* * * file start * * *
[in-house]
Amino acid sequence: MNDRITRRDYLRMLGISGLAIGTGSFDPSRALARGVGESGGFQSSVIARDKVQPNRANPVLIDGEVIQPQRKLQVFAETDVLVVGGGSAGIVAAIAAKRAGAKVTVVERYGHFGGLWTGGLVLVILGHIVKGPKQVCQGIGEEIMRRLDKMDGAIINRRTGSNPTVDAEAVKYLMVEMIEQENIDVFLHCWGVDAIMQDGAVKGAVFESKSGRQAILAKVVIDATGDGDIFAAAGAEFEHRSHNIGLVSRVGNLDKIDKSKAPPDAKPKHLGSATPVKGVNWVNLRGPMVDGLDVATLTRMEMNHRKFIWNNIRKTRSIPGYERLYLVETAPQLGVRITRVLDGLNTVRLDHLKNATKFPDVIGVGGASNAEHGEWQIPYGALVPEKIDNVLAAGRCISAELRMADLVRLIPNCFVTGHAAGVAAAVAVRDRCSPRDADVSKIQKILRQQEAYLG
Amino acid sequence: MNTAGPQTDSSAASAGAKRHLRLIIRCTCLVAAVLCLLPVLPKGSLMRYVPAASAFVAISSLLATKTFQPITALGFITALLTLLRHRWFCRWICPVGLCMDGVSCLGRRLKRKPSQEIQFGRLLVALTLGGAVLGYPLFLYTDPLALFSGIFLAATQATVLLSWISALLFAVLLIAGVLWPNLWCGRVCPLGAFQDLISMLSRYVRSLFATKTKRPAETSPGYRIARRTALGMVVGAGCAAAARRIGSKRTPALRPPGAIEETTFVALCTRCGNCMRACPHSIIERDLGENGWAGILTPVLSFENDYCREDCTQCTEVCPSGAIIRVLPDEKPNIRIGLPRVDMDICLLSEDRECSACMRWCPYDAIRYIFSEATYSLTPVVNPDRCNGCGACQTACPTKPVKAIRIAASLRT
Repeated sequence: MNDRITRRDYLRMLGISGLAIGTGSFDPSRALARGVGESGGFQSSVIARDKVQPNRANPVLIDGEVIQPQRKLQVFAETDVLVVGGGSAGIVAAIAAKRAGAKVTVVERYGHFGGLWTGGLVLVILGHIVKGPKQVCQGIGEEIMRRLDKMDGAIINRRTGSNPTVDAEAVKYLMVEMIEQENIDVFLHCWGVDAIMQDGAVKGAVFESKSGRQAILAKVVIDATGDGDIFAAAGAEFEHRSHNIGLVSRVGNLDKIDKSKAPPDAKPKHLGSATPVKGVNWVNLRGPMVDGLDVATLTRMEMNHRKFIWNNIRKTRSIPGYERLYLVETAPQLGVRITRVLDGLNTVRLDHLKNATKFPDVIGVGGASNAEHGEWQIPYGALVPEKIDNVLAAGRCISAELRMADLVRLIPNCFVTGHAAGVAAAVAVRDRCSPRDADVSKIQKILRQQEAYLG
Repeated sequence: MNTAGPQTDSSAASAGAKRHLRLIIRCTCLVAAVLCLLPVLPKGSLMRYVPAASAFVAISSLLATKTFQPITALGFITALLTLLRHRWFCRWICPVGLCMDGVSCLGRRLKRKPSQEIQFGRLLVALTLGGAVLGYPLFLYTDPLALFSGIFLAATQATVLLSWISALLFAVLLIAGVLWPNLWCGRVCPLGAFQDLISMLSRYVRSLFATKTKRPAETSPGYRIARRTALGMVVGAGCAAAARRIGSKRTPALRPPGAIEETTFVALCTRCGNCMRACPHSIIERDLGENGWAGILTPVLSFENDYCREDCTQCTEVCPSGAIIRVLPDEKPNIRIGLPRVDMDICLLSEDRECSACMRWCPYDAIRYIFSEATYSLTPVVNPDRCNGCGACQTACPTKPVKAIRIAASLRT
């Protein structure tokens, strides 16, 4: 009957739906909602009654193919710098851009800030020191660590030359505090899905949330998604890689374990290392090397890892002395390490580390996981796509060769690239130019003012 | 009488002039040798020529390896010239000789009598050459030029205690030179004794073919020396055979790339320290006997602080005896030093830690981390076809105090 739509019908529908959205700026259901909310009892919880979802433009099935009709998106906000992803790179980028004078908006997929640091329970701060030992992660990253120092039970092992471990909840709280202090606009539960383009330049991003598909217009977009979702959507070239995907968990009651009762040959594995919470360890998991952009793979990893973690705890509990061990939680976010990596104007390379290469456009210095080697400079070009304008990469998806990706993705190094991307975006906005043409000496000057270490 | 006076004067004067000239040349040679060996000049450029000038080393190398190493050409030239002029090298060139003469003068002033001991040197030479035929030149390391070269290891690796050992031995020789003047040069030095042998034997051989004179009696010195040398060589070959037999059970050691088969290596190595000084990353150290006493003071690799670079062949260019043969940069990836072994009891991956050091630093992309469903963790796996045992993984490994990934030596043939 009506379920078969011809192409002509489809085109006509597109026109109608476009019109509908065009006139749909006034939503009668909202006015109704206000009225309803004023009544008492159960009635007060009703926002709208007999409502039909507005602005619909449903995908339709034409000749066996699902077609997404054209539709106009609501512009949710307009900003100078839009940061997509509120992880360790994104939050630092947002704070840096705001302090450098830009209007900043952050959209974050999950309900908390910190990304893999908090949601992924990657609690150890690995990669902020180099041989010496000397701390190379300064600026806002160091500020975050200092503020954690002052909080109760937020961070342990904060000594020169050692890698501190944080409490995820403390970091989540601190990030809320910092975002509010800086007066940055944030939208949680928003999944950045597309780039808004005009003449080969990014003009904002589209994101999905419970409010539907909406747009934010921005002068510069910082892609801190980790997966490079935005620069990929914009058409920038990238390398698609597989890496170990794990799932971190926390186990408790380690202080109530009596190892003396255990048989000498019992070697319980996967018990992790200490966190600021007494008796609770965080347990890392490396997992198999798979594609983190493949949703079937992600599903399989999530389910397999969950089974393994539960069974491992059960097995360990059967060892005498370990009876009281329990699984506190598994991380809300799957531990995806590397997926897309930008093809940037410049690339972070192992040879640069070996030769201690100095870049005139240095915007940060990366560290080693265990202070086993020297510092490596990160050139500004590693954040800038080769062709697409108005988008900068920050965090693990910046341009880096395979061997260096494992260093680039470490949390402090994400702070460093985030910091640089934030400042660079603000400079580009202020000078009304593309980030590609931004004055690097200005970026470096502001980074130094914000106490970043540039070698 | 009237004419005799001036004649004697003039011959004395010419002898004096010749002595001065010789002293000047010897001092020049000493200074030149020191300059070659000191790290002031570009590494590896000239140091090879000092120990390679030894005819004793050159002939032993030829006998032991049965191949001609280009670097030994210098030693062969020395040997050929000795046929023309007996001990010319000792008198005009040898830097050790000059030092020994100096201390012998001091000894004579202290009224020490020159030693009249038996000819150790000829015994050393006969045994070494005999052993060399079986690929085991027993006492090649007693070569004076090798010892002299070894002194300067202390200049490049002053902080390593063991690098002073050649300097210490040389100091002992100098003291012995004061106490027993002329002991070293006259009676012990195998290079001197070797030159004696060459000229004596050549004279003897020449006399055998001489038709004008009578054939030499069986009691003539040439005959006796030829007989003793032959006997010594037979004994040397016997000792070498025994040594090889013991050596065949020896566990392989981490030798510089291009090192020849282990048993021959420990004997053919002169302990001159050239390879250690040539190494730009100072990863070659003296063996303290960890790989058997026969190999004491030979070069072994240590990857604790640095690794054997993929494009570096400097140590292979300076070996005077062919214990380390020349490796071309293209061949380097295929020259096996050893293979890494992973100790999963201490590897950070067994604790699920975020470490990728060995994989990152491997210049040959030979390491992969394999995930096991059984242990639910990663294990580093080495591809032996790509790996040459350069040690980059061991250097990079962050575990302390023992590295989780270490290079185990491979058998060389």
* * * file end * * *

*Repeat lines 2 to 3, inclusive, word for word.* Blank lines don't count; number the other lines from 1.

Amino acid sequence: MNDRITRRDYLRMLGISGLAIGTGSFDPSRALARGVGESGGFQSSVIARDKVQPNRANPVLIDGEVIQPQRKLQVFAETDVLVVGGGSAGIVAAIAAKRAGAKVTVVERYGHFGGLWTGGLVLVILGHIVKGPKQVCQGIGEEIMRRLDKMDGAIINRRTGSNPTVDAEAVKYLMVEMIEQENIDVFLHCWGVDAIMQDGAVKGAVFESKSGRQAILAKVVIDATGDGDIFAAAGAEFEHRSHNIGLVSRVGNLDKIDKSKAPPDAKPKHLGSATPVKGVNWVNLRGPMVDGLDVATLTRMEMNHRKFIWNNIRKTRSIPGYERLYLVETAPQLGVRITRVLDGLNTVRLDHLKNATKFPDVIGVGGASNAEHGEWQIPYGALVPEKIDNVLAAGRCISAELRMADLVRLIPNCFVTGHAAGVAAAVAVRDRCSPRDADVSKIQKILRQQEAYLG
Amino acid sequence: MNTAGPQTDSSAASAGAKRHLRLIIRCTCLVAAVLCLLPVLPKGSLMRYVPAASAFVAISSLLATKTFQPITALGFITALLTLLRHRWFCRWICPVGLCMDGVSCLGRRLKRKPSQEIQFGRLLVALTLGGAVLGYPLFLYTDPLALFSGIFLAATQATVLLSWISALLFAVLLIAGVLWPNLWCGRVCPLGAFQDLISMLSRYVRSLFATKTKRPAETSPGYRIARRTALGMVVGAGCAAAARRIGSKRTPALRPPGAIEETTFVALCTRCGNCMRACPHSIIERDLGENGWAGILTPVLSFENDYCREDCTQCTEVCPSGAIIRVLPDEKPNIRIGLPRVDMDICLLSEDRECSACMRWCPYDAIRYIFSEATYSLTPVVNPDRCNGCGACQTACPTKPVKAIRIAASLRT